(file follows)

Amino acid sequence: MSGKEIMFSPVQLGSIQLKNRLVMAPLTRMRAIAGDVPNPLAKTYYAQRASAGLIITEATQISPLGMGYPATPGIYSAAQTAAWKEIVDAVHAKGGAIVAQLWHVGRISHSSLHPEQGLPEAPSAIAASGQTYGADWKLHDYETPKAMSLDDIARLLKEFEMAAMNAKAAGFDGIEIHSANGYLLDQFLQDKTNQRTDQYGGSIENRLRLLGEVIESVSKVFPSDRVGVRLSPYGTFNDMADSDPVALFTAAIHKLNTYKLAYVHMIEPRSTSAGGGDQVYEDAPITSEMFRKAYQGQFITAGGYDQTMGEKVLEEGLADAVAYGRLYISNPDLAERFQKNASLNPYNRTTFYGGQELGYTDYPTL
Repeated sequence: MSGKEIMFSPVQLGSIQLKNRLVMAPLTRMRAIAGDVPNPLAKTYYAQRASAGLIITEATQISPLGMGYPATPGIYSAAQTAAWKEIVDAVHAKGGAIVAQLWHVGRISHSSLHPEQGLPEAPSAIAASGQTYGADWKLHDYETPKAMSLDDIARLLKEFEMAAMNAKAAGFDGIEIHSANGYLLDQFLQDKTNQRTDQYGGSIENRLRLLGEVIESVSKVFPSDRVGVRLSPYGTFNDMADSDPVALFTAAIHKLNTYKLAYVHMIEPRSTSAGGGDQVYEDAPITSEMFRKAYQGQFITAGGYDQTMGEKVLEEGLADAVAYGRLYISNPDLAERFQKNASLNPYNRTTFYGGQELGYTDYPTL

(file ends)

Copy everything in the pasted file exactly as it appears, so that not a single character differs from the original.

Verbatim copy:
Amino acid sequence: MSGKEIMFSPVQLGSIQLKNRLVMAPLTRMRAIAGDVPNPLAKTYYAQRASAGLIITEATQISPLGMGYPATPGIYSAAQTAAWKEIVDAVHAKGGAIVAQLWHVGRISHSSLHPEQGLPEAPSAIAASGQTYGADWKLHDYETPKAMSLDDIARLLKEFEMAAMNAKAAGFDGIEIHSANGYLLDQFLQDKTNQRTDQYGGSIENRLRLLGEVIESVSKVFPSDRVGVRLSPYGTFNDMADSDPVALFTAAIHKLNTYKLAYVHMIEPRSTSAGGGDQVYEDAPITSEMFRKAYQGQFITAGGYDQTMGEKVLEEGLADAVAYGRLYISNPDLAERFQKNASLNPYNRTTFYGGQELGYTDYPTL
Repeated sequence: MSGKEIMFSPVQLGSIQLKNRLVMAPLTRMRAIAGDVPNPLAKTYYAQRASAGLIITEATQISPLGMGYPATPGIYSAAQTAAWKEIVDAVHAKGGAIVAQLWHVGRISHSSLHPEQGLPEAPSAIAASGQTYGADWKLHDYETPKAMSLDDIARLLKEFEMAAMNAKAAGFDGIEIHSANGYLLDQFLQDKTNQRTDQYGGSIENRLRLLGEVIESVSKVFPSDRVGVRLSPYGTFNDMADSDPVALFTAAIHKLNTYKLAYVHMIEPRSTSAGGGDQVYEDAPITSEMFRKAYQGQFITAGGYDQTMGEKVLEEGLADAVAYGRLYISNPDLAERFQKNASLNPYNRTTFYGGQELGYTDYPTL